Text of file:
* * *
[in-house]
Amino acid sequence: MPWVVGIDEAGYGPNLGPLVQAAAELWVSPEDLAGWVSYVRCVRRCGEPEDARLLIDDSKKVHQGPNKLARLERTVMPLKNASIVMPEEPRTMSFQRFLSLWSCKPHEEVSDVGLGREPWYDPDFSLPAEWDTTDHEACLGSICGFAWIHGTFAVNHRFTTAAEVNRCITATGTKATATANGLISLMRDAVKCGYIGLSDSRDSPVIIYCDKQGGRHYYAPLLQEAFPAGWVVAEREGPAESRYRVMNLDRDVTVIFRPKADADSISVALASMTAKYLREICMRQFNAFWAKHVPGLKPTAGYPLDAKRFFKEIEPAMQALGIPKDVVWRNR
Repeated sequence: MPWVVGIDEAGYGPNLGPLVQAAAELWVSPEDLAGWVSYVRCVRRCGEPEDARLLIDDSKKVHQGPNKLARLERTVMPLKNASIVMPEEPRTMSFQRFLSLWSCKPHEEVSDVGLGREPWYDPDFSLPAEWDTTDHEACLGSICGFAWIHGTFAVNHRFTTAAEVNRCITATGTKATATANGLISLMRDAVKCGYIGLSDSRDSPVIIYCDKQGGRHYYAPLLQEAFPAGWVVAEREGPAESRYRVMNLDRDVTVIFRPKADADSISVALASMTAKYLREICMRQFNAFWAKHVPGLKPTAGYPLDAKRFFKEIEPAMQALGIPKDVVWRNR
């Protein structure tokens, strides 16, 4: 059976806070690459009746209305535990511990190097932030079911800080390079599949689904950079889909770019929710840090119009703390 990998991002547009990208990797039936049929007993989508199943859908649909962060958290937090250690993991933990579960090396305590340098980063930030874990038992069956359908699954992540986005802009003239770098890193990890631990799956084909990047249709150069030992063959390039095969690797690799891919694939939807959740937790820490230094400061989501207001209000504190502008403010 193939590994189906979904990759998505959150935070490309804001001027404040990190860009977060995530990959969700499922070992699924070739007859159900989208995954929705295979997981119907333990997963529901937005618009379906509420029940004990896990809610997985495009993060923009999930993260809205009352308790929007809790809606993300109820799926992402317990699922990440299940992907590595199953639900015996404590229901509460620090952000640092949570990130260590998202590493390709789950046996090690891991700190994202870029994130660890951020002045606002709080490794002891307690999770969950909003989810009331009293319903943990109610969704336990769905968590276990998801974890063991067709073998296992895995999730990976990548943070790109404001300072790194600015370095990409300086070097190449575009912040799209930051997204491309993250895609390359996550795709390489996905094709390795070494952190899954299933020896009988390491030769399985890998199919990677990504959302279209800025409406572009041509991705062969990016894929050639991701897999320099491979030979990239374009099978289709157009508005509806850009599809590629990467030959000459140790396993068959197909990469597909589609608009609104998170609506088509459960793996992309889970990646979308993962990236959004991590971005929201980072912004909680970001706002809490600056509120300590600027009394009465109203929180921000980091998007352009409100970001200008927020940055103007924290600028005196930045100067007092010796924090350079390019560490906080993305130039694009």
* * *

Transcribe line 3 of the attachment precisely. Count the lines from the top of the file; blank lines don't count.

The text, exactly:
Repeated sequence: MPWVVGIDEAGYGPNLGPLVQAAAELWVSPEDLAGWVSYVRCVRRCGEPEDARLLIDDSKKVHQGPNKLARLERTVMPLKNASIVMPEEPRTMSFQRFLSLWSCKPHEEVSDVGLGREPWYDPDFSLPAEWDTTDHEACLGSICGFAWIHGTFAVNHRFTTAAEVNRCITATGTKATATANGLISLMRDAVKCGYIGLSDSRDSPVIIYCDKQGGRHYYAPLLQEAFPAGWVVAEREGPAESRYRVMNLDRDVTVIFRPKADADSISVALASMTAKYLREICMRQFNAFWAKHVPGLKPTAGYPLDAKRFFKEIEPAMQALGIPKDVVWRNR